Fonts can make or break a design. When used effectively, the right typeface can add extra weight to your titles and body text, infusing each letter with emotion. Sometimes, however, it’s easy to get in a design rut and keepusing the same fonts over and over. Even though I’m as big of a fan of Helvetica as everyone else, there are a lot of other options out there.
From eye-catching fonts designed for headlines to legible typefaces that work best for bold signage, below are examples of our 7 favorite go-to web fonts for Ceros experiences—all of which are free via Google Fonts. What are some of your favorite fonts? Be sure to let me know in the comments!
Why we love it: We use Roboto throughout our infographic with Contently since it’s a clean font that makes reading on a screen enjoyable. Touted as having a “dual nature” by Google, Roboto blends cheery, rounded letters with a crispness that helps it maintain its geometric structure.
Why we love it: Lato is a favorite of ours and featured on our website because it’s approachable, yet stylish. Designed in 2010, Lato doesn’t follow contemporary typography trends, but maintains a sleek aesthetic. Elegant and sharp Lato is described by its creator Łukasz Dziedzic as “Male and female, serious but friendly. With the feeling of the Summer.”
Why we love it: Tully uses playfair display in their interactive guide to emphasize quotes from their travel designers. Eclectic and bold, Playfair Display is an energetic, playful font that has its roots in the Age of Enlightenment. Its soft, curved letterforms make for a fun aesthetic, resembling the writing you might achieve using a quill. Because it’s such an attention-getter, Playfair Display is typically used for titling and headlines.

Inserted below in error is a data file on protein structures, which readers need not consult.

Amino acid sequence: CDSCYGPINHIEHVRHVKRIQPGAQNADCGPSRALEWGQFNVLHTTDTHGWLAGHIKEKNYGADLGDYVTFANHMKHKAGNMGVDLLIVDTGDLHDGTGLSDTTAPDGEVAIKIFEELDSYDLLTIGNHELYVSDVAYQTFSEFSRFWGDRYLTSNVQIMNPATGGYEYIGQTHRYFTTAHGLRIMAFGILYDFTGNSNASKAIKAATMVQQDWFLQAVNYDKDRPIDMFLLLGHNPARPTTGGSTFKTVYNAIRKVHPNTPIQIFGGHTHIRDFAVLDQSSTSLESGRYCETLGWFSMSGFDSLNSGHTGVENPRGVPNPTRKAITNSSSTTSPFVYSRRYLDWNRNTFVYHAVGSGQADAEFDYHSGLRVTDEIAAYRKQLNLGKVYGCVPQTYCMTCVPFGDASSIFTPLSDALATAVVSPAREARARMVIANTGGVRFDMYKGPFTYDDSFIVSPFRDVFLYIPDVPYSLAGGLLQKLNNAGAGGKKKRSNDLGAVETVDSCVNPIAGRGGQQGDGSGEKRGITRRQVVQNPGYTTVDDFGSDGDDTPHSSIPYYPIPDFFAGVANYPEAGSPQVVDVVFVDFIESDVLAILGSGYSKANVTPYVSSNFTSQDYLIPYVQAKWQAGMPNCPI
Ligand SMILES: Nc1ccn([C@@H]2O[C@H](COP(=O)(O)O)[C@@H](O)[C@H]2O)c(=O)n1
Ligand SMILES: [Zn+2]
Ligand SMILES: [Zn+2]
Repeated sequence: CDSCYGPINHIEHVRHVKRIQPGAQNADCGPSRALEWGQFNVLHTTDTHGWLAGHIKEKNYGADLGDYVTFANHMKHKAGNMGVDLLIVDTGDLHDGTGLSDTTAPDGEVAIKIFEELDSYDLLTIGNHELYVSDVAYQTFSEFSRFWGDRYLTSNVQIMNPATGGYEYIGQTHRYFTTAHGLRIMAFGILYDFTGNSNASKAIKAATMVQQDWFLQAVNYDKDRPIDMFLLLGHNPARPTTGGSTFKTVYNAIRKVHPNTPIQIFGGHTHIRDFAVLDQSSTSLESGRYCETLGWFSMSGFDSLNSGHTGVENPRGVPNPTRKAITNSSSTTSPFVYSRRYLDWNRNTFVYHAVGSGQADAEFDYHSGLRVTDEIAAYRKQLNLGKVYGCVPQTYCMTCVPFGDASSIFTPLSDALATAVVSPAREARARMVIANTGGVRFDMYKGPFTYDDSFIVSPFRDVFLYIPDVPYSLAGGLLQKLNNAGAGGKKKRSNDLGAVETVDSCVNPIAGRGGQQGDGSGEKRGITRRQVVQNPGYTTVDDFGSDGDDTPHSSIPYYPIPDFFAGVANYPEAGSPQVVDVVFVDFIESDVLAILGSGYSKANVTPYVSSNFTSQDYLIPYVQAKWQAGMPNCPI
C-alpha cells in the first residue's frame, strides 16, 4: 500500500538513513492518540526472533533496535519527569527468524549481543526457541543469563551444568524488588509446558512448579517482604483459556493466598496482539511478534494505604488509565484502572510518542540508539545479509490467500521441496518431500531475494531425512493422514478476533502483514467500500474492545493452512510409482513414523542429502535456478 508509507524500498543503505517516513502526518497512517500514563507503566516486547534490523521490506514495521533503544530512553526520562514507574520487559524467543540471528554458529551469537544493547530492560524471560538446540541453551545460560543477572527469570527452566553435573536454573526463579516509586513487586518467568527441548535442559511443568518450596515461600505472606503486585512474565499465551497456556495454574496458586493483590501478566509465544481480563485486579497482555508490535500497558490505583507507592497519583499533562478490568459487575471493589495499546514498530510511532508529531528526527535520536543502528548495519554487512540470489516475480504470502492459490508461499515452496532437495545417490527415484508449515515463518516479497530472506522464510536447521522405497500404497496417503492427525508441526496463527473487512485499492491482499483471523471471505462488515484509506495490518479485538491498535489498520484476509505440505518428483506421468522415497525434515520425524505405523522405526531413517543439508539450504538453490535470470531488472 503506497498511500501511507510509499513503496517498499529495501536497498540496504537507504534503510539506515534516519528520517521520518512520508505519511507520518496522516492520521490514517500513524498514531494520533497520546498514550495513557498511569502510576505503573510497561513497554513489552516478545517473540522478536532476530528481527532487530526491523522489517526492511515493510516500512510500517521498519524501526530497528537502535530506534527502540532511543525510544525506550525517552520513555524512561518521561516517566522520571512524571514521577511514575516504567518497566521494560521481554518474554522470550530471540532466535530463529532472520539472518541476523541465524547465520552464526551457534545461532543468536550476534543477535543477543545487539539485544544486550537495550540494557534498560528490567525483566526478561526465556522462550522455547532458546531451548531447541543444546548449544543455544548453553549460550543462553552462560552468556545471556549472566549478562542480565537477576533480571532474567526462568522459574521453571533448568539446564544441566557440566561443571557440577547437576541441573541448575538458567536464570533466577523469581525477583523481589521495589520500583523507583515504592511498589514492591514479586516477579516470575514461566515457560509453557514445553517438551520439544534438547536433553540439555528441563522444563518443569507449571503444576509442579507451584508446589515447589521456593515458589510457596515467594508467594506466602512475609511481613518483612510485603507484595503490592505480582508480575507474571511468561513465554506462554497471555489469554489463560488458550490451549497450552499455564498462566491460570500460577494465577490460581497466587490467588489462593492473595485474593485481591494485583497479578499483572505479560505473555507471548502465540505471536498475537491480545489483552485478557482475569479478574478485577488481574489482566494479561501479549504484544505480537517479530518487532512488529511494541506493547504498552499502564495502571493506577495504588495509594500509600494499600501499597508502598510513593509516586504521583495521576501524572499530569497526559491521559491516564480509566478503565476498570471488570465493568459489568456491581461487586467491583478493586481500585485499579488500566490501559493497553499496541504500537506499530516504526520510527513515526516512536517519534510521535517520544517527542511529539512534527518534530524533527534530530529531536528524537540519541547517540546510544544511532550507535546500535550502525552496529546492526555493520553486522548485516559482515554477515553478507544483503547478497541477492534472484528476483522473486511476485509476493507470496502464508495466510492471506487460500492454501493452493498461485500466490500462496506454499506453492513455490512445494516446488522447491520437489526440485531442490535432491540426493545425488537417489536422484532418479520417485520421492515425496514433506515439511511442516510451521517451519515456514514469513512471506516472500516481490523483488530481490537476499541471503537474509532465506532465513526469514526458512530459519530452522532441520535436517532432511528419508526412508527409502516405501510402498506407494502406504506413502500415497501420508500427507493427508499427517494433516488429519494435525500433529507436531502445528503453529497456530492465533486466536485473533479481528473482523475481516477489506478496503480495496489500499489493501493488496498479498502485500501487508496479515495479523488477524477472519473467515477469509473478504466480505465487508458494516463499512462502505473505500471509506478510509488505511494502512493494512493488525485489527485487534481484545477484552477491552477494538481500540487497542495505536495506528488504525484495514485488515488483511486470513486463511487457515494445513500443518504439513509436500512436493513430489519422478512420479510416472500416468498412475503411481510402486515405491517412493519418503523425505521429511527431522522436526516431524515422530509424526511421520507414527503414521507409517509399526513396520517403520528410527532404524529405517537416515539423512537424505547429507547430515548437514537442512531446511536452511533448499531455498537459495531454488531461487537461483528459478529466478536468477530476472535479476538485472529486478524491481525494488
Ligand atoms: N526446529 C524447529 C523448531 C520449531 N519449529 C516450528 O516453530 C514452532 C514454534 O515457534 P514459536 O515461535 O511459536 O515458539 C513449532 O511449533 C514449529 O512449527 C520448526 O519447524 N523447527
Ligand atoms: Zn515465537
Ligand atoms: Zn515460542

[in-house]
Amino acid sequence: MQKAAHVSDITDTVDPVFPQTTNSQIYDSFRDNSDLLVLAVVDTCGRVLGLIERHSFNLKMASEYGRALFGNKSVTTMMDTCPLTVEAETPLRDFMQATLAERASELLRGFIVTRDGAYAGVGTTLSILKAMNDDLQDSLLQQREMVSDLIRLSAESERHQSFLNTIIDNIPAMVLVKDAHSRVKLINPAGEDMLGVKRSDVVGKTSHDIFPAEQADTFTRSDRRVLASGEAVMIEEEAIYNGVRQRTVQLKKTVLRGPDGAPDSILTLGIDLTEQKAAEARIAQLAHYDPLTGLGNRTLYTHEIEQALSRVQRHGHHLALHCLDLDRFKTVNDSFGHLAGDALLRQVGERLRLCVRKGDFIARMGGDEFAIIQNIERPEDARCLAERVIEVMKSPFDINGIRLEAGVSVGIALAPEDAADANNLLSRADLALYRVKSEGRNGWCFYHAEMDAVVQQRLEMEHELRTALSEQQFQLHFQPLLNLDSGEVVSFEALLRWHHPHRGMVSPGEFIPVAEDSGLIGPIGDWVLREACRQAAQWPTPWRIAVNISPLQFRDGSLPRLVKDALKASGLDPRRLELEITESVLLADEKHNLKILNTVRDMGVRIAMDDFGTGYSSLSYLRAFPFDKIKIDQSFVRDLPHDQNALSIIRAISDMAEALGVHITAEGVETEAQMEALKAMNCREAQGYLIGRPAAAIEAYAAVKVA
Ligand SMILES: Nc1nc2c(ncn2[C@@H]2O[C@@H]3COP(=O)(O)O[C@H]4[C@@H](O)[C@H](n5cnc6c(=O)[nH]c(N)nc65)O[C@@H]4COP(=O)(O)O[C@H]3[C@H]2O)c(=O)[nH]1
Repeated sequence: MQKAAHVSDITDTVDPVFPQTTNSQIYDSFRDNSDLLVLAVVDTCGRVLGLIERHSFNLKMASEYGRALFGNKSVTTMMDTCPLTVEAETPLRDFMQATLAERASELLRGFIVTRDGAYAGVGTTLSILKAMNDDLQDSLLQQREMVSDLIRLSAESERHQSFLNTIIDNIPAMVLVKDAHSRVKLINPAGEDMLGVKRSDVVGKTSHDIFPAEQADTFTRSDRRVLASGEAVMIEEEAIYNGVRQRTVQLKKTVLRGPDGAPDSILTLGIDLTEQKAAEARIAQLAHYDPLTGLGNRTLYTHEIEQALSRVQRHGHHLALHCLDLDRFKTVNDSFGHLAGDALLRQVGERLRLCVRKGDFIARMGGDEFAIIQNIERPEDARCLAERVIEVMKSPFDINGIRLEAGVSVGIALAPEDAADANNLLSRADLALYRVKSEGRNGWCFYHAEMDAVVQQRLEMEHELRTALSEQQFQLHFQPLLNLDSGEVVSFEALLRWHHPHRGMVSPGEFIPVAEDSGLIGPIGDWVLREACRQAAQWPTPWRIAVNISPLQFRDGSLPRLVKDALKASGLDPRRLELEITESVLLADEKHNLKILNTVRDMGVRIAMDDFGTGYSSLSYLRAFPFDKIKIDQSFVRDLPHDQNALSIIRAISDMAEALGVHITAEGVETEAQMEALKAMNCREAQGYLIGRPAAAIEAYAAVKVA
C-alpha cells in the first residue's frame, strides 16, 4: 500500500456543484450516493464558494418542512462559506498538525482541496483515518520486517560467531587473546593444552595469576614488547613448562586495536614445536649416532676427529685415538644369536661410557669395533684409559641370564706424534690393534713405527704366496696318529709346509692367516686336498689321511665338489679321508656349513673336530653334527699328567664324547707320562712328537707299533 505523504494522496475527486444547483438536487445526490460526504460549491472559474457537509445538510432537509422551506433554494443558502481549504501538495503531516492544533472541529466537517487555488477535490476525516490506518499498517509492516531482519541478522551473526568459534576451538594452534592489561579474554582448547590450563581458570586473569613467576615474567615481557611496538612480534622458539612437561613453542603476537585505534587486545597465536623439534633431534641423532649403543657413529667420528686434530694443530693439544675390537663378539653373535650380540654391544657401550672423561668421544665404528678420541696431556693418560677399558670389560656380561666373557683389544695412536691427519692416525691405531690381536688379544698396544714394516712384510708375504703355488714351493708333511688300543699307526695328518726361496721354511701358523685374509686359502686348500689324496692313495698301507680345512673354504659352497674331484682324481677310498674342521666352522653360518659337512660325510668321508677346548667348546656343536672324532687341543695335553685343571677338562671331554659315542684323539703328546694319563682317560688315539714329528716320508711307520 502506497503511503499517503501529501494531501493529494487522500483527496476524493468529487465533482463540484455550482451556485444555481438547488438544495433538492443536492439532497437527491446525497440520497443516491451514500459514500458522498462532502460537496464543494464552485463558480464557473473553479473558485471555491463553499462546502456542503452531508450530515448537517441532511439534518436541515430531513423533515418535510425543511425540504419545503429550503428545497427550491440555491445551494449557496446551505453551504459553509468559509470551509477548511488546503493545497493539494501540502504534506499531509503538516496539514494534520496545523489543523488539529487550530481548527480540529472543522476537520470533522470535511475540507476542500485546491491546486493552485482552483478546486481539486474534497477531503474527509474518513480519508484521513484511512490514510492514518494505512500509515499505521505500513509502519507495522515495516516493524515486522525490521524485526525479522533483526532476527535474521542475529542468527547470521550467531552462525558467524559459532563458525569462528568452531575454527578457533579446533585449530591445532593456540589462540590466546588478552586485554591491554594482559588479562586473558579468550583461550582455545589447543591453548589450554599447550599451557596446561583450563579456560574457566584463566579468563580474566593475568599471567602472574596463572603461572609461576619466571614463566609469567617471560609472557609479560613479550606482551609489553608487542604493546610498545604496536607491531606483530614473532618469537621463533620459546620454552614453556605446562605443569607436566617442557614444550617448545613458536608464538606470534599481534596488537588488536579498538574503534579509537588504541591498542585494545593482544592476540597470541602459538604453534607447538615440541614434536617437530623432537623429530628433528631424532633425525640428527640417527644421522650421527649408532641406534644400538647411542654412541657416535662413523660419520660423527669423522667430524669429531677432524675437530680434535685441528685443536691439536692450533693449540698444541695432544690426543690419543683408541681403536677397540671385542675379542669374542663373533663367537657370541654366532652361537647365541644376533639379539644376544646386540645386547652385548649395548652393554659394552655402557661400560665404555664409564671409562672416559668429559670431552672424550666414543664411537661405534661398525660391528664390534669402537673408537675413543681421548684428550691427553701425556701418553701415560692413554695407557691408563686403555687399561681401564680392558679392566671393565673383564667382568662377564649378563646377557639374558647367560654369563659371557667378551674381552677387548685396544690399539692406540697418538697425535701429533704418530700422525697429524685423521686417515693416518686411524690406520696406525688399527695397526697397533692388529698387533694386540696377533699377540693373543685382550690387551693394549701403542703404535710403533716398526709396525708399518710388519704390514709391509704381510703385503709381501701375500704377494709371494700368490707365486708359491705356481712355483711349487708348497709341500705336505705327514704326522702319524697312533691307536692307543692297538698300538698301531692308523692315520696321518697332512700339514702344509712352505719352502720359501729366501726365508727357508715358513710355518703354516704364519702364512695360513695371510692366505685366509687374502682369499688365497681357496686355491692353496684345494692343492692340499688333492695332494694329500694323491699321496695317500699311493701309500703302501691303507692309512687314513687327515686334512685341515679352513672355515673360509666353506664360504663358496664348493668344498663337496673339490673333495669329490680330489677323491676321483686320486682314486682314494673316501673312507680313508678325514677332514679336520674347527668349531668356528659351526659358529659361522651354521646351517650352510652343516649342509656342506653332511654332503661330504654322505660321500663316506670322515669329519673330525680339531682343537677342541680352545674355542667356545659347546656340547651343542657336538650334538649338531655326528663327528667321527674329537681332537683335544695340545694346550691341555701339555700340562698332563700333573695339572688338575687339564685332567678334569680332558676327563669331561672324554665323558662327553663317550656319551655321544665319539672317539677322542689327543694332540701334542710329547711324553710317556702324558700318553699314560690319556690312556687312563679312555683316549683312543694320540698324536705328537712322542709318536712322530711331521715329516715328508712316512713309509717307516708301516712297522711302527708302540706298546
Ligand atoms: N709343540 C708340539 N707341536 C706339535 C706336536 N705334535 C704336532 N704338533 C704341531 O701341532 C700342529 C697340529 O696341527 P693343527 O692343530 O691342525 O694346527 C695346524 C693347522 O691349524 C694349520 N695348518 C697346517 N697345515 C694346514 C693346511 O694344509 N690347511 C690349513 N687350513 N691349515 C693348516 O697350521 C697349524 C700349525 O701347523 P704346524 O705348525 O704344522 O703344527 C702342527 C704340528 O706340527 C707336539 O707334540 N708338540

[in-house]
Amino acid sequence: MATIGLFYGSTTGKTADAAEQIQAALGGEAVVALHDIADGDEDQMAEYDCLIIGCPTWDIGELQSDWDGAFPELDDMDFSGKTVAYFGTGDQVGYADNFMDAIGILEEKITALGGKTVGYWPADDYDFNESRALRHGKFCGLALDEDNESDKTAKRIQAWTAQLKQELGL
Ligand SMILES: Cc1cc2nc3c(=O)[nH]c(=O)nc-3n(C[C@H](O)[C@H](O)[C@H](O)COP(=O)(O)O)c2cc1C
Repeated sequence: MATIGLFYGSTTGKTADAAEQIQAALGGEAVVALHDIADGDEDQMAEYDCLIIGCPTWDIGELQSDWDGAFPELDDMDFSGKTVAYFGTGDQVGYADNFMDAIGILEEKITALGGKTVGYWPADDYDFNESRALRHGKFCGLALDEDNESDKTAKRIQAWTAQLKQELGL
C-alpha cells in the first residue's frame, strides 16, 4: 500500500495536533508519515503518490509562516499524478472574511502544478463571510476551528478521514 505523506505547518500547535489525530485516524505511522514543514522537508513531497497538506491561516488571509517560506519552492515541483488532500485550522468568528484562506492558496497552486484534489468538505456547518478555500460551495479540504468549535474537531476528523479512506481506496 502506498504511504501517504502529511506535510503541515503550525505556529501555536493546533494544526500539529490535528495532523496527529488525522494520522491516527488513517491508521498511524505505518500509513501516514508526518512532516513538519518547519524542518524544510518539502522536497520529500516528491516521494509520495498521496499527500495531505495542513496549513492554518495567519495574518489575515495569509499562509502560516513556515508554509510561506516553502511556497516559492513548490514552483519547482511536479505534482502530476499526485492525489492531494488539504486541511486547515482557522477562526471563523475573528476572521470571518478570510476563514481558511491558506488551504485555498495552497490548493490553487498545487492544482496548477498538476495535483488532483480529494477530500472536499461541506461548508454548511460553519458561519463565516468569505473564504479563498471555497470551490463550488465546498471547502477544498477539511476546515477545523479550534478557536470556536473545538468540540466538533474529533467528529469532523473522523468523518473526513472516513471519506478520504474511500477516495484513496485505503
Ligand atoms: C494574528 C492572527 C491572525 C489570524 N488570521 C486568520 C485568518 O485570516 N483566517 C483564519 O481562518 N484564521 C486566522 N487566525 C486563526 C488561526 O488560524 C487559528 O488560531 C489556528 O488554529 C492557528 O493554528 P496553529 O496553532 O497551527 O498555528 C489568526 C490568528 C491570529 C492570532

Why we love it: Skyword uses the simple and dependable Raleway throughout their Interactive Storytelling Basics infographic. Raleway is an elegant font with warm details that make it appropriate for both titling and body text. A member of the sans serif typeface family, Raleway is accessible and fun to read.
Why we love it: If you’re a fan of Roboto, but would prefer a sleeker, narrower font perhaps Roboto Condensed is a good choice. Bloomberg uses this font in their infographic, maintaining the same cheery, rounded letters but creating a much elegant aesthetic.
Why we love it: Blocky, squat, and a little robotic-feeling, Teko is primarily used for headlines and titling. Crowdstrike uses Teko to add emphasis to the headlines in their interactive infographic above. A solid choice when you want to make a statement, Teko is a fun typeface that captures readers’ attention with its blunt letterforms.
Why we love it: Karla is simple, warm, and feminine. Refined and inviting, Karla is a fluid typeface that engages readers. It also pairs well with a number of other fonts (including Teko, as seen in Crowdstrike’s infographic), making it most appropriate as a font for body text.